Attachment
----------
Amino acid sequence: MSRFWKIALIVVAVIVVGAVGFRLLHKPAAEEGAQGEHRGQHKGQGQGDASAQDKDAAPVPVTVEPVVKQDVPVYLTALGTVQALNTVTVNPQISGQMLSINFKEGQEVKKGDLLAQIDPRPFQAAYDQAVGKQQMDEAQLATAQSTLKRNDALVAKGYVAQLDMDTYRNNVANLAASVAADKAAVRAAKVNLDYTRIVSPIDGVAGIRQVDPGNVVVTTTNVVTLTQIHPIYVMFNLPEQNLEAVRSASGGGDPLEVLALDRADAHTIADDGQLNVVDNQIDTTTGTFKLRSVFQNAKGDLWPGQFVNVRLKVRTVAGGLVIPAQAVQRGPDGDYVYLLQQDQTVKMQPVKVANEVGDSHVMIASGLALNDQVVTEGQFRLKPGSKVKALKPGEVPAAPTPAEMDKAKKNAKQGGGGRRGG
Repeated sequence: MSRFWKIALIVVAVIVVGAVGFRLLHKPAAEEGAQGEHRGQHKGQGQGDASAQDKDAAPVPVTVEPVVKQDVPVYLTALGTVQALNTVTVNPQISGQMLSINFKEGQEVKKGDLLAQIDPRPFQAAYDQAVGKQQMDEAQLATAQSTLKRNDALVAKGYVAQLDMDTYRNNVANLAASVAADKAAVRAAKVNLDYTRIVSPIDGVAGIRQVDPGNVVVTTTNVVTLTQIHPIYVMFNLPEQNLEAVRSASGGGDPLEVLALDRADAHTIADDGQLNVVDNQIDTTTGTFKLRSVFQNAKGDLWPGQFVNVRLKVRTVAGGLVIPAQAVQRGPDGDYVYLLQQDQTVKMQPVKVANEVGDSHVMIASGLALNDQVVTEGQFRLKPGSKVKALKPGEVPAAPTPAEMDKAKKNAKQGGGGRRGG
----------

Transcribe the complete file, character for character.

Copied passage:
Amino acid sequence: MSRFWKIALIVVAVIVVGAVGFRLLHKPAAEEGAQGEHRGQHKGQGQGDASAQDKDAAPVPVTVEPVVKQDVPVYLTALGTVQALNTVTVNPQISGQMLSINFKEGQEVKKGDLLAQIDPRPFQAAYDQAVGKQQMDEAQLATAQSTLKRNDALVAKGYVAQLDMDTYRNNVANLAASVAADKAAVRAAKVNLDYTRIVSPIDGVAGIRQVDPGNVVVTTTNVVTLTQIHPIYVMFNLPEQNLEAVRSASGGGDPLEVLALDRADAHTIADDGQLNVVDNQIDTTTGTFKLRSVFQNAKGDLWPGQFVNVRLKVRTVAGGLVIPAQAVQRGPDGDYVYLLQQDQTVKMQPVKVANEVGDSHVMIASGLALNDQVVTEGQFRLKPGSKVKALKPGEVPAAPTPAEMDKAKKNAKQGGGGRRGG
Repeated sequence: MSRFWKIALIVVAVIVVGAVGFRLLHKPAAEEGAQGEHRGQHKGQGQGDASAQDKDAAPVPVTVEPVVKQDVPVYLTALGTVQALNTVTVNPQISGQMLSINFKEGQEVKKGDLLAQIDPRPFQAAYDQAVGKQQMDEAQLATAQSTLKRNDALVAKGYVAQLDMDTYRNNVANLAASVAADKAAVRAAKVNLDYTRIVSPIDGVAGIRQVDPGNVVVTTTNVVTLTQIHPIYVMFNLPEQNLEAVRSASGGGDPLEVLALDRADAHTIADDGQLNVVDNQIDTTTGTFKLRSVFQNAKGDLWPGQFVNVRLKVRTVAGGLVIPAQAVQRGPDGDYVYLLQQDQTVKMQPVKVANEVGDSHVMIASGLALNDQVVTEGQFRLKPGSKVKALKPGEVPAAPTPAEMDKAKKNAKQGGGGRRGG